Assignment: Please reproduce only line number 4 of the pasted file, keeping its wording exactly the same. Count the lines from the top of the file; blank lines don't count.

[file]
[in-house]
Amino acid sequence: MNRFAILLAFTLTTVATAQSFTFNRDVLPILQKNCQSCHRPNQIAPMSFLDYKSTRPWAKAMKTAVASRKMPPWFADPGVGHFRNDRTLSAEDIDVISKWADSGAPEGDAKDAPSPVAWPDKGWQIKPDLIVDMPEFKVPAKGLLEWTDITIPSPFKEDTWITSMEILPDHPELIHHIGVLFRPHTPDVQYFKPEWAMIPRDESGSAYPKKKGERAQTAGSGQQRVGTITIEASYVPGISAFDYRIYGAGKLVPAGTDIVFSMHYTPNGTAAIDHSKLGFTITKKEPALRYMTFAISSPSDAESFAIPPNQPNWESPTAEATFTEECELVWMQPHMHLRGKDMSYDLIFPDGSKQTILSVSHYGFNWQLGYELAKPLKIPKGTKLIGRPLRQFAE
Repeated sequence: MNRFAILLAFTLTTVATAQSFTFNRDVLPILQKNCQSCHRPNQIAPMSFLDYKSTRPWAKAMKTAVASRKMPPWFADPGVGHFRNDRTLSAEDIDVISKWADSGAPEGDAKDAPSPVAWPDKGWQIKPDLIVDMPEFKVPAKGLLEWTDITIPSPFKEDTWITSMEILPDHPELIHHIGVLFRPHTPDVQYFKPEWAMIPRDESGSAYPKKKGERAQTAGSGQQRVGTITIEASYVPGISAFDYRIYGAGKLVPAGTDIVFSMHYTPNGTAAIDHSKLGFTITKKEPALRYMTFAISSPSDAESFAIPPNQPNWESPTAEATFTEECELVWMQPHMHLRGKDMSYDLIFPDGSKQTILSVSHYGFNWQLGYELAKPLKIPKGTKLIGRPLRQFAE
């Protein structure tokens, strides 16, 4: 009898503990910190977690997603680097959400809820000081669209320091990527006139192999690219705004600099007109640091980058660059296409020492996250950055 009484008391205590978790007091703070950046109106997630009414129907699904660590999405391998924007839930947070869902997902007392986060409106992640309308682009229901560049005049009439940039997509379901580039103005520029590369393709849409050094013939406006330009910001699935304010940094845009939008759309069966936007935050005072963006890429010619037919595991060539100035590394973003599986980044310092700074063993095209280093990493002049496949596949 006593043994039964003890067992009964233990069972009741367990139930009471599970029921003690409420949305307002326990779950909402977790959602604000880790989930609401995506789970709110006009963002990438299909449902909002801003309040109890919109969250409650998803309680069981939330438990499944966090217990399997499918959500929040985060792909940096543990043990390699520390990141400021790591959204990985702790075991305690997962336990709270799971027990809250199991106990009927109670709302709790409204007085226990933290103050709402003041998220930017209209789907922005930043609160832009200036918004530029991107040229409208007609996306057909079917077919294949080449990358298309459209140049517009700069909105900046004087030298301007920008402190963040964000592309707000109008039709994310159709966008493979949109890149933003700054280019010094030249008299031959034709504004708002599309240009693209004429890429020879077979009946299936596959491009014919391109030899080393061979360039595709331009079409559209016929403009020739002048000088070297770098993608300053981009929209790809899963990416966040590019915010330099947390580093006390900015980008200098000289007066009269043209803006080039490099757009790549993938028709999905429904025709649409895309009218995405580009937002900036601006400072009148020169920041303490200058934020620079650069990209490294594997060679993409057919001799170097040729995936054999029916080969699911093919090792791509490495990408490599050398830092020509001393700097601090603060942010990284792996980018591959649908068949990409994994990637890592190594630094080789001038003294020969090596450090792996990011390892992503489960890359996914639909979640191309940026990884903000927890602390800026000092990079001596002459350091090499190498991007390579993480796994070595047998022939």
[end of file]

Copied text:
């Protein structure tokens, strides 16, 4: 009898503990910190977690997603680097959400809820000081669209320091990527006139192999690219705004600099007109640091980058660059296409020492996250950055 009484008391205590978790007091703070950046109106997630009414129907699904660590999405391998924007839930947070869902997902007392986060409106992640309308682009229901560049005049009439940039997509379901580039103005520029590369393709849409050094013939406006330009910001699935304010940094845009939008759309069966936007935050005072963006890429010619037919595991060539100035590394973003599986980044310092700074063993095209280093990493002049496949596949 006593043994039964003890067992009964233990069972009741367990139930009471599970029921003690409420949305307002326990779950909402977790959602604000880790989930609401995506789970709110006009963002990438299909449902909002801003309040109890919109969250409650998803309680069981939330438990499944966090217990399997499918959500929040985060792909940096543990043990390699520390990141400021790591959204990985702790075991305690997962336990709270799971027990809250199991106990009927109670709302709790409204007085226990933290103050709402003041998220930017209209789907922005930043609160832009200036918004530029991107040229409208007609996306057909079917077919294949080449990358298309459209140049517009700069909105900046004087030298301007920008402190963040964000592309707000109008039709994310159709966008493979949109890149933003700054280019010094030249008299031959034709504004708002599309240009693209004429890429020879077979009946299936596959491009014919391109030899080393061979360039595709331009079409559209016929403009020739002048000088070297770098993608300053981009929209790809899963990416966040590019915010330099947390580093006390900015980008200098000289007066009269043209803006080039490099757009790549993938028709999905429904025709649409895309009218995405580009937002900036601006400072009148020169920041303490200058934020620079650069990209490294594997060679993409057919001799170097040729995936054999029916080969699911093919090792791509490495990408490599050398830092020509001393700097601090603060942010990284792996980018591959649908068949990409994994990637890592190594630094080789001038003294020969090596450090792996990011390892992503489960890359996914639909979640191309940026990884903000927890602390800026000092990079001596002459350091090499190498991007390579993480796994070595047998022939």